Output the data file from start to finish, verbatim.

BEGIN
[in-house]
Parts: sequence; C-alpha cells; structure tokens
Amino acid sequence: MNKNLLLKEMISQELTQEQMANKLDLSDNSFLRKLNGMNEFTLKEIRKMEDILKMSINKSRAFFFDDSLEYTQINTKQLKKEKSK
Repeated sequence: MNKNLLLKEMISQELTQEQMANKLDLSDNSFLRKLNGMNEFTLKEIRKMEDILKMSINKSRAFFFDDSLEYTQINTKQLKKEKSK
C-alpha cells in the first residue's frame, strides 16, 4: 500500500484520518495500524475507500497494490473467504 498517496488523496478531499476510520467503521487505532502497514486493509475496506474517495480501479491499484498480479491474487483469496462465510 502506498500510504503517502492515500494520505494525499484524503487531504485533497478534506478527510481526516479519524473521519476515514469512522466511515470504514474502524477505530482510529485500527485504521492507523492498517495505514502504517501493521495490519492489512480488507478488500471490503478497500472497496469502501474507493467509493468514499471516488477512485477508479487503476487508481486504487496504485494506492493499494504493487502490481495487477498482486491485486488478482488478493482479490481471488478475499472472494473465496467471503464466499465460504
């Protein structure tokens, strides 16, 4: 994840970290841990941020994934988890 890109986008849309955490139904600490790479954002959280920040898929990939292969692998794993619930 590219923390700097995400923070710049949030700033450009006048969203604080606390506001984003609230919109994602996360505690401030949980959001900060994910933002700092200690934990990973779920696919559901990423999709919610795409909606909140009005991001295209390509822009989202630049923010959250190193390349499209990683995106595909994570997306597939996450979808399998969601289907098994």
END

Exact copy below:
[in-house]
Parts: sequence; C-alpha cells; structure tokens
Amino acid sequence: MNKNLLLKEMISQELTQEQMANKLDLSDNSFLRKLNGMNEFTLKEIRKMEDILKMSINKSRAFFFDDSLEYTQINTKQLKKEKSK
Repeated sequence: MNKNLLLKEMISQELTQEQMANKLDLSDNSFLRKLNGMNEFTLKEIRKMEDILKMSINKSRAFFFDDSLEYTQINTKQLKKEKSK
C-alpha cells in the first residue's frame, strides 16, 4: 500500500484520518495500524475507500497494490473467504 498517496488523496478531499476510520467503521487505532502497514486493509475496506474517495480501479491499484498480479491474487483469496462465510 502506498500510504503517502492515500494520505494525499484524503487531504485533497478534506478527510481526516479519524473521519476515514469512522466511515470504514474502524477505530482510529485500527485504521492507523492498517495505514502504517501493521495490519492489512480488507478488500471490503478497500472497496469502501474507493467509493468514499471516488477512485477508479487503476487508481486504487496504485494506492493499494504493487502490481495487477498482486491485486488478482488478493482479490481471488478475499472472494473465496467471503464466499465460504
């Protein structure tokens, strides 16, 4: 994840970290841990941020994934988890 890109986008849309955490139904600490790479954002959280920040898929990939292969692998794993619930 590219923390700097995400923070710049949030700033450009006048969203604080606390506001984003609230919109994602996360505690401030949980959001900060994910933002700092200690934990990973779920696919559901990423999709919610795409909606909140009005991001295209390509822009989202630049923010959250190193390349499209990683995106595909994570997306597939996450979808399998969601289907098994």